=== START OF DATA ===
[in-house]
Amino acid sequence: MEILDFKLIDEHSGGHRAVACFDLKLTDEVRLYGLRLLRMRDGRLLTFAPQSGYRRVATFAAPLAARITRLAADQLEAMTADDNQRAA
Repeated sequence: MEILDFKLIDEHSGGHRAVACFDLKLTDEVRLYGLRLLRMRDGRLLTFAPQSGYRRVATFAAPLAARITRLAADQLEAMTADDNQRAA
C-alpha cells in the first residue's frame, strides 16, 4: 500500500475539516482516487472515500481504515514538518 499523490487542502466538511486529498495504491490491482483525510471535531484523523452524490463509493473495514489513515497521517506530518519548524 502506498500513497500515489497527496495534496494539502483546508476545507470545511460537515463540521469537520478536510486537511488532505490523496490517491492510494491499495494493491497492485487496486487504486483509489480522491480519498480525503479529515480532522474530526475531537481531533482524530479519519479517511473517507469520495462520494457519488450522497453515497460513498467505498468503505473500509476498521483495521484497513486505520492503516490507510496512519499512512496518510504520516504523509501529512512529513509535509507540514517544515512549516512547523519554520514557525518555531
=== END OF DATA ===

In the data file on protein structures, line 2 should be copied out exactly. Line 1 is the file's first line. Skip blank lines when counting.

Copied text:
Amino acid sequence: MEILDFKLIDEHSGGHRAVACFDLKLTDEVRLYGLRLLRMRDGRLLTFAPQSGYRRVATFAAPLAARITRLAADQLEAMTADDNQRAA